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Surprise: some brands of food don't really have all the benefits they claim.
Forbes says that "foods masquerading as drugs" have become a huge business, as companies realize they can make serious bucks by adding omega-3 fatty acids and beneficial bacteria to their products.
This "functional food" industry is a $160 billion business worldwide, and sales are growing at about 7% a year, Forbes reports. The magazine lists several food cons that could dupe shoppers into paying more for benefits that aren't really there. Here's a list:
The four largest banks have grown in size during the financial crisis.
The four biggest banks have only become larger in the financial crisis, The Wall Street Journal reports. Now, Citigroup (C), Bank of America (BAC), J.P. Morgan (JPM) and Wells Fargo (WFC) control more assets today then they did in December 2007.
Combined, these banks have gone from $4.95 trillion in assets in December 2007 to $7.7 trillion in assets now, Stephen Grocer writes. That's almost double the combined assets of the next 46 biggest banks.
So while politicians like to say taxpayers won't foot the bill if one of these banks should fail,
A federal grant will pay for electric car charging stations to be installed in homes and businesses across the country, free of charge.
By Seth Fiegerman, MainStreet
Uncle Sam wants you to forget about our oil problems for a minute and start thinking about electric cars.
The New York Times reports that the federal government has allocated $15 million in stimulus money and another $22 million in grants to build 4,600 charging stations for electric cars across the country. The goal, according to the Times, is to make the transition to electric cars "easier for communities and consumers."
The money will go to Coulomb Technologies, a company that builds fueling units for electric transportation. Coulomb will now begin installing charging stations in public areas like offices, stores and parking lots. Best of all, about 2,000 of these chargers will be installed for free in the homes of people who buy an electric car. As the Times notes, these chargers would otherwise cost around $2,000.
Chocolate stock hits 52-week high, proving many analysts wrong.
By Jim Cramer, TheStreet
It chose not to compete with Kraft (KFT) in a bidding war for Cadbury. It chose not to put itself up for sale, even though analysts were pretty certain that the company didn't have the earnings power or the vision to lift the stock from the mid-$30s level.
But this is a different Hershey from the one they followed. Beginning with some management changes last year, Hershey's stopped being paternalistic. It started closing plants, moving manufacturing to where labor was cheaper, slaughtering sacred cows.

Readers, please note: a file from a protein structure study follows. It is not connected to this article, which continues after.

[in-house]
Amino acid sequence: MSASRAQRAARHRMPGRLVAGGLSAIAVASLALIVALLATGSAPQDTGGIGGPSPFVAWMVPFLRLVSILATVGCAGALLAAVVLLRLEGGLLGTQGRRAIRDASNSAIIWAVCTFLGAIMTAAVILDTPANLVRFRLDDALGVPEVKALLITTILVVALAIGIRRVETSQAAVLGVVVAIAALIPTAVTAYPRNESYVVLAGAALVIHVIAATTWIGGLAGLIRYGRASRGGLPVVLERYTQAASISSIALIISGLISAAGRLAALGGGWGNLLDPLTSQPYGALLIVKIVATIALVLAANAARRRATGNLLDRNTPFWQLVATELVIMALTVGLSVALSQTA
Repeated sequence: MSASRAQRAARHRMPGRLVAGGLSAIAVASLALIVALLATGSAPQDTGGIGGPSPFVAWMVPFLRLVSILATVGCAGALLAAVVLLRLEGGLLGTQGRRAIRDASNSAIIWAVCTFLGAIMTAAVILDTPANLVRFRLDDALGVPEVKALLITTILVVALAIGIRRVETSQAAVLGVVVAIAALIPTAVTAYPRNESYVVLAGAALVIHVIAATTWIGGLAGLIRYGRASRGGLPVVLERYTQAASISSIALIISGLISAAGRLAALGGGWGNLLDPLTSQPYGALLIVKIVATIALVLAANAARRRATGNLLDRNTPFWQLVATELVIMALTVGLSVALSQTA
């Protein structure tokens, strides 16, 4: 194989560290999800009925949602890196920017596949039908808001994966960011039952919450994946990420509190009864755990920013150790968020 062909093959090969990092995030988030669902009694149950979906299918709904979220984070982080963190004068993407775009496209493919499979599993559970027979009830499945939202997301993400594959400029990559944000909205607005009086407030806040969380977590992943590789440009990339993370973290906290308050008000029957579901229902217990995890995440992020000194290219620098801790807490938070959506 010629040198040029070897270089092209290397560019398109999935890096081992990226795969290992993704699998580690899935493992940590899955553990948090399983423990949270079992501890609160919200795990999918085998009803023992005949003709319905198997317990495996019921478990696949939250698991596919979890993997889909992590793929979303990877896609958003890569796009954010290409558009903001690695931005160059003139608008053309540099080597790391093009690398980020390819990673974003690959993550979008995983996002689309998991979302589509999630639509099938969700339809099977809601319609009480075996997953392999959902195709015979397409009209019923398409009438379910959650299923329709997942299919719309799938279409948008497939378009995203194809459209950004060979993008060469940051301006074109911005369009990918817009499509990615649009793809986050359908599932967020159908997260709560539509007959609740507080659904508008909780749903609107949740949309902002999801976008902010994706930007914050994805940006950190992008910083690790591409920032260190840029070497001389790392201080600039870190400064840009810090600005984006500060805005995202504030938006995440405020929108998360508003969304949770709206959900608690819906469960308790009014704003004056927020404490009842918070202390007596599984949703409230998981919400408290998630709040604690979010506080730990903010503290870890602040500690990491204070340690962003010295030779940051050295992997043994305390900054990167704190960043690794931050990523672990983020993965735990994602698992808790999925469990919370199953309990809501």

The federal trade commission targets the cereal giant twice in two years for false claims about its products.
Kellogg (K) has had a difficult go of things in the wake of the recession, lagging rival packaged foods companies in the industry as it struggled to connect with consumers. Recently the company has been looking to turn sales around with ad campaigns that focus on how its cereals help kids stay healthy and attentive in school.
The only problem is that according to the Federal Trade Commission, Kellogg is just making up those claims. For the second time in a year, FTC officials have taken the cereal giant to task for misleading consumers by claiming Kellogg’s Frosted Mini-Wheats cereal makes kids do better in school and that its Rice Krispies ward off the common cold.
“We expect more from a great American company than making dubious claims – not once, but twice,” said FTC Chairman Jon Leibowitz.
The debut of Agricultural Bank of China will tell investors a lot about the market.
Have I got a China indicator for you!
Like a lot of investors, I think the selloff in Chinese stocks marks a buying opportunity -- sometime in 2010.
The Shanghai Composite Index is down 22% in 2010, and the market is deep into bear market territory. But that doesn't mean it can't get cheaper still. So, when should you buy?
Young Mark Zuckerberg, pressed on privacy settings, says company is doing what it thinks is right.
Zuckerberg, 26, now sits astride a social-networking monolith, with some 540 million monthly users around the world.
Quitting Facebook protest recently).
Governments across the country want to get rid of plastic grocery bags. Here are stocks that could be affected.
This is a growing trend nationwide. Cities across the country are quashing plastic bags in hopes that people will bring their own reusable bags when they shop.
Just for fun, I thought I'd look up which stocks might be affected by this movement. Here are some of the largest makers of plastic bags and polyethylene resins, according to the American Chemistry Council:
After defending Goldman Sachs and Moody's, the Oracle of Omaha is getting hit with criticism.
Public opinion is turning against Warren Buffett.
The billionaire investor is getting raked over the coals this week after defending credit ratings agencies like Moody's, saying that lots of people -- himself included -- did not expect the economy to implode.